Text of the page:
Here is my approach, based on what i believe the reasonable assumptions should be. One, a good checkers game should be able to function in a variety of environments. Thus it should be written so that it can play the game so that it can be played using sockets using multiple computers or on a single computer without having to be completely rewritten. Thus the Engine and the Display should be written so as to be independent of the socket communication code/classes. The Display should be written in a way that the Engine can be rewritten to account for different checkers rules and the Display would not need to be rewritten at all. The Engine should be written so that the Display could be made into a console a display rather than a GUI display class and the Engine would not have to be rewritten. The Socket class should not care about the rules and should not care about the rules of the game and should not care about whether the Display is GUI or console. Board and Piece similarly should be written to not care whether Display is console or GUI.

So, one thing to consider. What starts the whole thing off Where should main be and how does the pre-game socket connection occur? You can have the socket connection dance start immediately when the program starts, thus having the IP and port information that the sockets need hard wired into the code or you can have a JPanel that is independent of the Display GUI where there are buttons that a user can push to sponsor a game (be the host/server computer) or to join another game (be the guest/client computer), and you can ask the user for the IP/port information when those buttons are clicked.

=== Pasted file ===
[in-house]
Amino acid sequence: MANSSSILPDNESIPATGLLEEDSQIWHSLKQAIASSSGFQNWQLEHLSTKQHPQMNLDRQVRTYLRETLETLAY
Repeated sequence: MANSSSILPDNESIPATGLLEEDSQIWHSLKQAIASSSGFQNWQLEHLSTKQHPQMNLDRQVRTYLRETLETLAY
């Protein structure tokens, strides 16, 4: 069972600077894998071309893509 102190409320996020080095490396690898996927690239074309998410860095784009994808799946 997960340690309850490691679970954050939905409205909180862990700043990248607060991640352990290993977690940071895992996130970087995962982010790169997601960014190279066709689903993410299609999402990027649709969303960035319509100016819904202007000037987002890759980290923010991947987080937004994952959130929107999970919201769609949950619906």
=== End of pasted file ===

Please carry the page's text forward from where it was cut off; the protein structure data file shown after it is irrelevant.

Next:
So since we want versatility, main should not be in the Engine, it should not be in Display, and it should not be in the socket communication class. So write a Main class and stick main in there. Let's say that you decide that you want to have the IP/port information hard coded (or passed by command line argument to main), and a computer knows whether it is the server or the client also by command line argument. If you decide that the client will always be black and the server will always be red, and that the guest always moves first, you only need one socket for all of this, which the server, started first, will create and listen to, and the guest will connect to. So main is in Main and is run and it creates the socket connection and when it connects, then it makes a call to the Display class (or some middle class that coordinates everything) to paint the board and the pieces.

You're doing a GUI, so let's have a MouseListener and a Move class. A piece is selected and a Move function is called from the Display class, which interacts with the Engine and returns the possible legal moves based on the rules. Assuming there is at least one move using that piece, the board is redrawn with the possible moves highlighted. The user clicks on the square that finishes the move, a Move function is called to actually make the move (communicating with the Engine class) and update the Board and Pieces, then redraw the board/pieces. That Move class function then calls the Socket class, which sends the two grid coordinates which comprise the move that was made down the socket, the Socket class on the other calls the Move class function, which implements the move and updates the board, pieces, and now it's the other player's turn and they select their move on the board just like the last player did, call the Move class function, update the board, send the coordinates down the socket, etc.